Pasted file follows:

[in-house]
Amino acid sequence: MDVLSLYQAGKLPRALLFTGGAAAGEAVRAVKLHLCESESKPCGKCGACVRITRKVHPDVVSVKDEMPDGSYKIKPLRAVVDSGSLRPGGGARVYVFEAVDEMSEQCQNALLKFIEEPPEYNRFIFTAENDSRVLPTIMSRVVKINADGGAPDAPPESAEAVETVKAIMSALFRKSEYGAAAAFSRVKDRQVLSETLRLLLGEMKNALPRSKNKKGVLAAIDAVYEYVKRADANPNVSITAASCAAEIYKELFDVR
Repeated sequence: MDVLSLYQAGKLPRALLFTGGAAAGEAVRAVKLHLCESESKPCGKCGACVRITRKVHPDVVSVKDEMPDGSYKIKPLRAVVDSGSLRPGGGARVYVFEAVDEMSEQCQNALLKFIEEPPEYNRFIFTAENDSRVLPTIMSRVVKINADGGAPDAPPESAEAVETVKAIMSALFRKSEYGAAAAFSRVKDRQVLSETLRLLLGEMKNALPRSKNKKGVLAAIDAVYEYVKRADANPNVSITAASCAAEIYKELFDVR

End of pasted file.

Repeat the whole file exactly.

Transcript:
[in-house]
Amino acid sequence: MDVLSLYQAGKLPRALLFTGGAAAGEAVRAVKLHLCESESKPCGKCGACVRITRKVHPDVVSVKDEMPDGSYKIKPLRAVVDSGSLRPGGGARVYVFEAVDEMSEQCQNALLKFIEEPPEYNRFIFTAENDSRVLPTIMSRVVKINADGGAPDAPPESAEAVETVKAIMSALFRKSEYGAAAAFSRVKDRQVLSETLRLLLGEMKNALPRSKNKKGVLAAIDAVYEYVKRADANPNVSITAASCAAEIYKELFDVR
Repeated sequence: MDVLSLYQAGKLPRALLFTGGAAAGEAVRAVKLHLCESESKPCGKCGACVRITRKVHPDVVSVKDEMPDGSYKIKPLRAVVDSGSLRPGGGARVYVFEAVDEMSEQCQNALLKFIEEPPEYNRFIFTAENDSRVLPTIMSRVVKINADGGAPDAPPESAEAVETVKAIMSALFRKSEYGAAAAFSRVKDRQVLSETLRLLLGEMKNALPRSKNKKGVLAAIDAVYEYVKRADANPNVSITAASCAAEIYKELFDVR